Congress to quiz US intelligence official on hacking report
WASHINGTON: The nation's top intelligence official faces questioning on Capitol Hill on Tuesday about a report that fingered the Kremlin in hacking during the presidential campaign.
James Clapper, the director of national intelligence, is appearing before the Senate intelligence committee, where lawmakers' questions will expose the underlying debate over the future of US-Russian relations. Clapper also addressed the Russian interference when appearing before the Senate Armed Services Committee last week ahead of the report's release.
The declassified report explicitly tied Russian President Vladimir Putin to the hacking of email accounts of the Democratic National Committee and individual Democrats like Hillary Clinton's campaign chairman, John Podesta. Russia also used state-funded propaganda and paid "trolls" to make nasty comments on social media services, the report said, although there was no suggestion such operations affected the actual vote count.
The report lacked details about how the US learned what it says it knows, such as any intercepted conversations or electronic messages from Russian leaders, including Putin. It also said nothing about specific hacker techniques or digital tools the US may have traced back to Russia in its investigations.
Putin spokesman Dmitry Peskov told reporters on Monday that the Kremlin still believes the US accusations of election hacking have no substance.
"They are amateurish and are hardly worthy of the high professional standards of top intelligence agencies," Peskov said. "We categorically rule out the possibility that Russian officials or official bodies could have been involved. We are tired of such accusations. This is beginning to remind us of a full-fledged witch hunt."
According to US intelligence agencies, Russia provided the emails to WikiLeaks. The website's founder, Julian Assange, denies that is the case, but Democratic and Republican members of Congress have largely backed the accusation and many have demanded a sterner response.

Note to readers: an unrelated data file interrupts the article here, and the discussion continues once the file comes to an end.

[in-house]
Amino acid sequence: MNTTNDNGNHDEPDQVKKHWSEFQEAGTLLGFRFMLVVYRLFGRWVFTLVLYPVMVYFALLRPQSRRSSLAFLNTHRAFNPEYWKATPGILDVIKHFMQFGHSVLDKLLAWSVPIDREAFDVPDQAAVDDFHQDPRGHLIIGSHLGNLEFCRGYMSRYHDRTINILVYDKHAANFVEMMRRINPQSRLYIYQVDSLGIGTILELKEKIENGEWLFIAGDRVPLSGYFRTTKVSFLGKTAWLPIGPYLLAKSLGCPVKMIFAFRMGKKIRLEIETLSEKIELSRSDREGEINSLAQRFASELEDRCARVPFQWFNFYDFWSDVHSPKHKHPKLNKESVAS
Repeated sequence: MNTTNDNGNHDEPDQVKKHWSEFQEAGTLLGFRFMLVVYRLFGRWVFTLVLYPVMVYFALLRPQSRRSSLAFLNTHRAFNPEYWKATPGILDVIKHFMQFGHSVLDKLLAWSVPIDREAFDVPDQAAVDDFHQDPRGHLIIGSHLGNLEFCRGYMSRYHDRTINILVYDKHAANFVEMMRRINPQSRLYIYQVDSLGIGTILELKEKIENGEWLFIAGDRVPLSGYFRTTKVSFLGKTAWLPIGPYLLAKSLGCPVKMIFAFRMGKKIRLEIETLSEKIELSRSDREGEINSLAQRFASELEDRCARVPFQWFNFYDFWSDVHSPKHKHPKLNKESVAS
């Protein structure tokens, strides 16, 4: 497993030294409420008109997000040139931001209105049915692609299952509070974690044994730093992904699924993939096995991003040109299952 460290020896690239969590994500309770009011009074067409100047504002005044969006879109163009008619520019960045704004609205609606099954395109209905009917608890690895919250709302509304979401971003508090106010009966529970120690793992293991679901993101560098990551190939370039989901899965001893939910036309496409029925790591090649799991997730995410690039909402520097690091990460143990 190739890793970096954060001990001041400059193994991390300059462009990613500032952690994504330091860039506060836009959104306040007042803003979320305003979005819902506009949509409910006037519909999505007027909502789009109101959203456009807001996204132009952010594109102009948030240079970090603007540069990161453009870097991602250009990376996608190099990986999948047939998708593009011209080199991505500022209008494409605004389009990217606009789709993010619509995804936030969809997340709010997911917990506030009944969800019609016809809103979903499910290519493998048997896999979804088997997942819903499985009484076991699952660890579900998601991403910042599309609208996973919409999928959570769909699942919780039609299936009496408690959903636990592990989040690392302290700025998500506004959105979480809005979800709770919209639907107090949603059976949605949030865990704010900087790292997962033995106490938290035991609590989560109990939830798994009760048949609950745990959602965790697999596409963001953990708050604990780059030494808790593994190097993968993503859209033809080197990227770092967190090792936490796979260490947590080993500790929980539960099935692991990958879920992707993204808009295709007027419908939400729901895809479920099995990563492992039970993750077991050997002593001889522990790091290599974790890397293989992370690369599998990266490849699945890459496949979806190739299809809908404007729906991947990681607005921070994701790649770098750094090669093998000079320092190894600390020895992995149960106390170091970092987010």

On Monday, Assange called the report on hacking a politically motivated "press release" and said it provided no evidence that Russian actors gave WikiLeaks hacked material.
President Barack Obama struck back at Moscow in late December with penalties aimed at Russia's leading spy agencies, the GRU and FSB, that the US said were involved in the hacking. The GRU is Russia's military intelligence agency. The FSB is the main successor to the Soviet-era KGB.
On Monday, the US levied economic sanctions against five Russians in connection to a 2012 US law punishing Russian human rights violators. Americans are now banned from doing business with the men and any assets they may have in the United States are now frozen.
The most prominent individual targeted by the new sanctions is Alexander Bastrykin, who heads Russia's main investigative agency and is close to Putin. The two attended the same university together.
The Investigative Committee under Bastrykin investigated Russian whistleblower Sergei Magnitsky's death in prison in 2009, but closed the case after determining there was no evidence of a crime.
Two of the other Russians placed on the Treasury Department's list have been accused of trying to help cover up Magnitsky's death. Britain blames the two others for the London murder of a former Russian intelligence agent.
Forty-four Russians have now been subjected to US sanctions under the so-called Magnitsky law, the State Department said.